A salivary urea nitrogen (SUN) dipstick test is specific—but not sensitive—for diagnosis of obstetric-related acute kidney injury (AKI) in high-risk Malawian women, reports a study in the open-access journal Kidney International Reports.
The study included 301 pregnant or postpartum women at high risk of AKI. The women were admitted to the obstetric unit of a district hospital in Blantyre, Malawi, over a 12-week period. The patients’ mean age was 26 years, and 11% were HIV positive. On admission, patients underwent the SUN dipstick test as well as serum creatinine measurement, with additional testing as indicated.
Acute kidney injury was diagnosed in 23 women. Of these, nearly half had stage 1 AKI, mainly due to preeclampsia or eclampsia. Mean admission serum creatinine was 108.8 mg/dL in women with stage 1 AKI, 1.33 mg/dL in stage 2, and 1.36 mg/dL in stage 3. A SUN dipstick value of greater than 14 mg/dL was 97.33% specific for the diagnosis of AKI, with sensitivity of just 12.82%.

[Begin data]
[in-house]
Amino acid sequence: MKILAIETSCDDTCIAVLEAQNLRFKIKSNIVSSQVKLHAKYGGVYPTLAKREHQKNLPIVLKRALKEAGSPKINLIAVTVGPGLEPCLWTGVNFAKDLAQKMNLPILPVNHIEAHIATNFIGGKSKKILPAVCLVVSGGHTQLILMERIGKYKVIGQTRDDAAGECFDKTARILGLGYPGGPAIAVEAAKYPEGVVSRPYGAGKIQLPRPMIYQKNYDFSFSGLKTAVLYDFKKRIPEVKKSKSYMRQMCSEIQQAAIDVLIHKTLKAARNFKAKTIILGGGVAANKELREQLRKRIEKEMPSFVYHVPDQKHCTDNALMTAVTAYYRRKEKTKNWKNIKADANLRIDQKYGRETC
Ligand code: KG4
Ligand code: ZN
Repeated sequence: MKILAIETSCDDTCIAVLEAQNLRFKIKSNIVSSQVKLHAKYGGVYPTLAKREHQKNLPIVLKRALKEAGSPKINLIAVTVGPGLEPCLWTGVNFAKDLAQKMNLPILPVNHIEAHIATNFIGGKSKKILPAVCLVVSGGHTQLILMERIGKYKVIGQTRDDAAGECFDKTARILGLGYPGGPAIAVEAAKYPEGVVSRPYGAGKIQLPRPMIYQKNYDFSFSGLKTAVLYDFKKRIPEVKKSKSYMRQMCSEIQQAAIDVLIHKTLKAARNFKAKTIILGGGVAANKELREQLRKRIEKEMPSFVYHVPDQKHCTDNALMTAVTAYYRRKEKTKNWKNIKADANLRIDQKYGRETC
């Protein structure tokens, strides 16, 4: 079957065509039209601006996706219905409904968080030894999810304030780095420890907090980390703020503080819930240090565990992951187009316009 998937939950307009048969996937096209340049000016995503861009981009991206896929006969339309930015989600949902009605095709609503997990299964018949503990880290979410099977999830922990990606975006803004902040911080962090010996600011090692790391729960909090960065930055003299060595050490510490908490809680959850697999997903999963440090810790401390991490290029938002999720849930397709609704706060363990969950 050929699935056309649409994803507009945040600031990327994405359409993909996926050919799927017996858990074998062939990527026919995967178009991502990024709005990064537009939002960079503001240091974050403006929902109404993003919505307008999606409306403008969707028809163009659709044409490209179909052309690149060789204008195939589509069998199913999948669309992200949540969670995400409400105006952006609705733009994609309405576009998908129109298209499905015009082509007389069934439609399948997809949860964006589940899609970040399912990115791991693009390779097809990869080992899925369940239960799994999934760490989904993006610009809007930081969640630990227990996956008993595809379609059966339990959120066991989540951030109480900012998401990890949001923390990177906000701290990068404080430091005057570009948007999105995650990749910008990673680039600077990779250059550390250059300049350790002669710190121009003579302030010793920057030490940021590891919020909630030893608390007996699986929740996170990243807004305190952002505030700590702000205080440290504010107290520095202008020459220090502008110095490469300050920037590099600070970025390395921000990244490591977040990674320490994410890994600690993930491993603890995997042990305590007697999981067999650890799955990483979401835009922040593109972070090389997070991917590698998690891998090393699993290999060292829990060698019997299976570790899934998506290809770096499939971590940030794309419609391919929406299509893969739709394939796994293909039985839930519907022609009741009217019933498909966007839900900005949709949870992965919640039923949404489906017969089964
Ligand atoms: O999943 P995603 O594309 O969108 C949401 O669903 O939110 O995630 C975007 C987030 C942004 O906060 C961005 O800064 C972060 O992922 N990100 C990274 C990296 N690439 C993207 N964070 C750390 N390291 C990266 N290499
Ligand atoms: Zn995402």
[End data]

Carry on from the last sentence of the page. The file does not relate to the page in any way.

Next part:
Area under the receiver operating characteristic curve with the SUN dipstick test was 0.551. Perinatal mortality was 25.0% for women with an SUN dipstick value greater than 14 mg/dL, compared to 11.8% for those with normal admission SUN.
Laboratory-independent tools for diagnosis of obstetric-related AKI in low-income countries are needed. The SUN dipstick test has shown good performance in diagnosis of kidney injury in adult patients with acute and chronic kidney disease.
This study finds that the SUN dipstick is a specific but insensitive test for obstetric-related AKI among high-risk women in Malawi. A modified dipstick test with better sensitivity at lower ranges of SUN is under development and will be tested in pregnant and nonpregnant patients [Evans RDR, et al. A salivary urea nitrogen dipstick to detect obstetric-related acute kidney disease in Malawi. Kidney Int Rep 2018; 3:178– 184].